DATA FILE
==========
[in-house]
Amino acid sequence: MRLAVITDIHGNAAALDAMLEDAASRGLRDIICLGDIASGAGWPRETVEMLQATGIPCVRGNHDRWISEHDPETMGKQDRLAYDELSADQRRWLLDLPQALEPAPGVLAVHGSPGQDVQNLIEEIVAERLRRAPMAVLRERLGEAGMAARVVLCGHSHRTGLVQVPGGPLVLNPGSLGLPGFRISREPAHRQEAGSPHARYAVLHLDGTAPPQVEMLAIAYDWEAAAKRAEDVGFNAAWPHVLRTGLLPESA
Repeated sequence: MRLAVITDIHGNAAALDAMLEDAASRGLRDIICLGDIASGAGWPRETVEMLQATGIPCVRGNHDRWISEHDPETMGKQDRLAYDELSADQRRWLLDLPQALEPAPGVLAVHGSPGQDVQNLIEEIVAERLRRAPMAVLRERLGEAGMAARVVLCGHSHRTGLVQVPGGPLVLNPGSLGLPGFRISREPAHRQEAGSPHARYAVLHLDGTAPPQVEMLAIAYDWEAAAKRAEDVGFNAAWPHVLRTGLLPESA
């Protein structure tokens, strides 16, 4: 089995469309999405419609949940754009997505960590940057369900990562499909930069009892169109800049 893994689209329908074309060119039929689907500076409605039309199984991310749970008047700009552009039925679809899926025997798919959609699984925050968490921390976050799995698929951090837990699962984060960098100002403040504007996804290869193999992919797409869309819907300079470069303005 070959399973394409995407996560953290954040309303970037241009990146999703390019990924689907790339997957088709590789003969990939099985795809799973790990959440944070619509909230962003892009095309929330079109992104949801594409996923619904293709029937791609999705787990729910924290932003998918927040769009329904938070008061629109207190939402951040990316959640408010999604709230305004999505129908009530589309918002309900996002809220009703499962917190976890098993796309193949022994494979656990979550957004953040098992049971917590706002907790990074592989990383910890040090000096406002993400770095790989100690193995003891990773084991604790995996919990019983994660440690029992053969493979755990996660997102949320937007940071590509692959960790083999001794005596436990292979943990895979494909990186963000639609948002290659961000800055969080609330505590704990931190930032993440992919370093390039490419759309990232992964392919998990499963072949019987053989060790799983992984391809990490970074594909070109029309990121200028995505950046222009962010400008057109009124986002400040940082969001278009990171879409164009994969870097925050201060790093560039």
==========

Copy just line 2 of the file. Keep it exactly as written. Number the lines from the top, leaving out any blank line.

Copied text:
Amino acid sequence: MRLAVITDIHGNAAALDAMLEDAASRGLRDIICLGDIASGAGWPRETVEMLQATGIPCVRGNHDRWISEHDPETMGKQDRLAYDELSADQRRWLLDLPQALEPAPGVLAVHGSPGQDVQNLIEEIVAERLRRAPMAVLRERLGEAGMAARVVLCGHSHRTGLVQVPGGPLVLNPGSLGLPGFRISREPAHRQEAGSPHARYAVLHLDGTAPPQVEMLAIAYDWEAAAKRAEDVGFNAAWPHVLRTGLLPESA